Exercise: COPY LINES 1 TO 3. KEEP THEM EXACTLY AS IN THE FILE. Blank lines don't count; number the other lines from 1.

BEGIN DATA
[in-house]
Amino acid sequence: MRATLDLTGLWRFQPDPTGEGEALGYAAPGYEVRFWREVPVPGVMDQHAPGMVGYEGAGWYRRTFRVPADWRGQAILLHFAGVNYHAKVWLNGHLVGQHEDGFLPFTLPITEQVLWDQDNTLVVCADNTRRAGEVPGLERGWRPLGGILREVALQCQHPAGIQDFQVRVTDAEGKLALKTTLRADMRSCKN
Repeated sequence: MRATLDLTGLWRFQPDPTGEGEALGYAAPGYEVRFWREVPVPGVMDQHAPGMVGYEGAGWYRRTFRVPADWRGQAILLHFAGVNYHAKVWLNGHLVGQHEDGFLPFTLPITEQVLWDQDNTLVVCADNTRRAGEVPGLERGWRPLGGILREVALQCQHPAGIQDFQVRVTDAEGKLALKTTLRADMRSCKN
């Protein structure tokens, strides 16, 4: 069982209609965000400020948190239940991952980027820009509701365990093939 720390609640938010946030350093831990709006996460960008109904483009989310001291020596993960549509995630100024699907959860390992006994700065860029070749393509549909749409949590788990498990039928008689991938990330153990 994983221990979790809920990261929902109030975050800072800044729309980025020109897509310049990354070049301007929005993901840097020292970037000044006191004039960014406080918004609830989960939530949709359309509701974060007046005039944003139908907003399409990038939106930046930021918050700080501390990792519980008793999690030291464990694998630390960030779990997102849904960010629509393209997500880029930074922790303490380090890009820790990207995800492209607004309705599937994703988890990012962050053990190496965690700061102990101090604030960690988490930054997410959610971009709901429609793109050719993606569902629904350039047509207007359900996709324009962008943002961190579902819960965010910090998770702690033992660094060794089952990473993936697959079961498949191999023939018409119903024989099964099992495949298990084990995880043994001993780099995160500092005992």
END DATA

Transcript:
[in-house]
Amino acid sequence: MRATLDLTGLWRFQPDPTGEGEALGYAAPGYEVRFWREVPVPGVMDQHAPGMVGYEGAGWYRRTFRVPADWRGQAILLHFAGVNYHAKVWLNGHLVGQHEDGFLPFTLPITEQVLWDQDNTLVVCADNTRRAGEVPGLERGWRPLGGILREVALQCQHPAGIQDFQVRVTDAEGKLALKTTLRADMRSCKN
Repeated sequence: MRATLDLTGLWRFQPDPTGEGEALGYAAPGYEVRFWREVPVPGVMDQHAPGMVGYEGAGWYRRTFRVPADWRGQAILLHFAGVNYHAKVWLNGHLVGQHEDGFLPFTLPITEQVLWDQDNTLVVCADNTRRAGEVPGLERGWRPLGGILREVALQCQHPAGIQDFQVRVTDAEGKLALKTTLRADMRSCKN